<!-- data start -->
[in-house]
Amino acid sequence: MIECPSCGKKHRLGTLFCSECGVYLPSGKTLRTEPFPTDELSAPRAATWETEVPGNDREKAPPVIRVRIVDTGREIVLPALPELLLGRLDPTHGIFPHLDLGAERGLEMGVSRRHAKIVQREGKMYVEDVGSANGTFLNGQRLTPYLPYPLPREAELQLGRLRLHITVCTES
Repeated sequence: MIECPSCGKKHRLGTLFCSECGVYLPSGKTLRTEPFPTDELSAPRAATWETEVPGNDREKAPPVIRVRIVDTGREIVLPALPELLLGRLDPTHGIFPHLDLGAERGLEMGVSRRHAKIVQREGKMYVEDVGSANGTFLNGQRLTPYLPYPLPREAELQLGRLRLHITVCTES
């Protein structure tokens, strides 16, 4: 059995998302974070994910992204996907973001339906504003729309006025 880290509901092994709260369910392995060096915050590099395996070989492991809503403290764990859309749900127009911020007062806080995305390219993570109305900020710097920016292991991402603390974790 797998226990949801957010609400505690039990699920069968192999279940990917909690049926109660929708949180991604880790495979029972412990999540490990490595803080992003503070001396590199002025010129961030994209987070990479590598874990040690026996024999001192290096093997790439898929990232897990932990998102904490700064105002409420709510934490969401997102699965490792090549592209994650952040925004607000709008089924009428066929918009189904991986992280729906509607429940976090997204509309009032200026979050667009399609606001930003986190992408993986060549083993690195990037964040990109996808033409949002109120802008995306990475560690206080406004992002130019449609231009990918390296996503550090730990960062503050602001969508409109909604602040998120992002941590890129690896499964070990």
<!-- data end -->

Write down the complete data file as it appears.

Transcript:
[in-house]
Amino acid sequence: MIECPSCGKKHRLGTLFCSECGVYLPSGKTLRTEPFPTDELSAPRAATWETEVPGNDREKAPPVIRVRIVDTGREIVLPALPELLLGRLDPTHGIFPHLDLGAERGLEMGVSRRHAKIVQREGKMYVEDVGSANGTFLNGQRLTPYLPYPLPREAELQLGRLRLHITVCTES
Repeated sequence: MIECPSCGKKHRLGTLFCSECGVYLPSGKTLRTEPFPTDELSAPRAATWETEVPGNDREKAPPVIRVRIVDTGREIVLPALPELLLGRLDPTHGIFPHLDLGAERGLEMGVSRRHAKIVQREGKMYVEDVGSANGTFLNGQRLTPYLPYPLPREAELQLGRLRLHITVCTES
């Protein structure tokens, strides 16, 4: 059995998302974070994910992204996907973001339906504003729309006025 880290509901092994709260369910392995060096915050590099395996070989492991809503403290764990859309749900127009911020007062806080995305390219993570109305900020710097920016292991991402603390974790 797998226990949801957010609400505690039990699920069968192999279940990917909690049926109660929708949180991604880790495979029972412990999540490990490595803080992003503070001396590199002025010129961030994209987070990479590598874990040690026996024999001192290096093997790439898929990232897990932990998102904490700064105002409420709510934490969401997102699965490792090549592209994650952040925004607000709008089924009428066929918009189904991986992280729906509607429940976090997204509309009032200026979050667009399609606001930003986190992408993986060549083993690195990037964040990109996808033409949002109120802008995306990475560690206080406004992002130019449609231009990918390296996503550090730990960062503050602001969508409109909604602040998120992002941590890129690896499964070990």